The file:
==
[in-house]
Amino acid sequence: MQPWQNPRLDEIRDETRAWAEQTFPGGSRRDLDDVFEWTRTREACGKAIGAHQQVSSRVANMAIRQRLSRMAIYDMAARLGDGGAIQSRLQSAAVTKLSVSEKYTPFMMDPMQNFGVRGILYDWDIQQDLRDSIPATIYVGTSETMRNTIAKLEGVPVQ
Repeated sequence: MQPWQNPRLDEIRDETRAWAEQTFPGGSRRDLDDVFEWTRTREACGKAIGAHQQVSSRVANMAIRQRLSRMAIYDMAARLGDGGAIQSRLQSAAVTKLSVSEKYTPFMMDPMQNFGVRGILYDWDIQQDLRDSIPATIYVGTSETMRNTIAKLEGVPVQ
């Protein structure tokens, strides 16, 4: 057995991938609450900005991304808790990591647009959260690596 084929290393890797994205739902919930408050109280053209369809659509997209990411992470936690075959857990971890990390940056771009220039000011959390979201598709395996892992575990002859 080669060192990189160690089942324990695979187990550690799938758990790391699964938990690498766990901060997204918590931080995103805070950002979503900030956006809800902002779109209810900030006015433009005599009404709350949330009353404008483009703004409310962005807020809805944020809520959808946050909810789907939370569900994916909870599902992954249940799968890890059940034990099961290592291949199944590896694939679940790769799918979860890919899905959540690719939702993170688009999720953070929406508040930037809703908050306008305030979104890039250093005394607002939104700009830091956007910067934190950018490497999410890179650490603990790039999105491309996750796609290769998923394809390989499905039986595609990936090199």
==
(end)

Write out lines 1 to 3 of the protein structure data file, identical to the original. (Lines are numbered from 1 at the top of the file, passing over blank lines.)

[in-house]
Amino acid sequence: MQPWQNPRLDEIRDETRAWAEQTFPGGSRRDLDDVFEWTRTREACGKAIGAHQQVSSRVANMAIRQRLSRMAIYDMAARLGDGGAIQSRLQSAAVTKLSVSEKYTPFMMDPMQNFGVRGILYDWDIQQDLRDSIPATIYVGTSETMRNTIAKLEGVPVQ
Repeated sequence: MQPWQNPRLDEIRDETRAWAEQTFPGGSRRDLDDVFEWTRTREACGKAIGAHQQVSSRVANMAIRQRLSRMAIYDMAARLGDGGAIQSRLQSAAVTKLSVSEKYTPFMMDPMQNFGVRGILYDWDIQQDLRDSIPATIYVGTSETMRNTIAKLEGVPVQ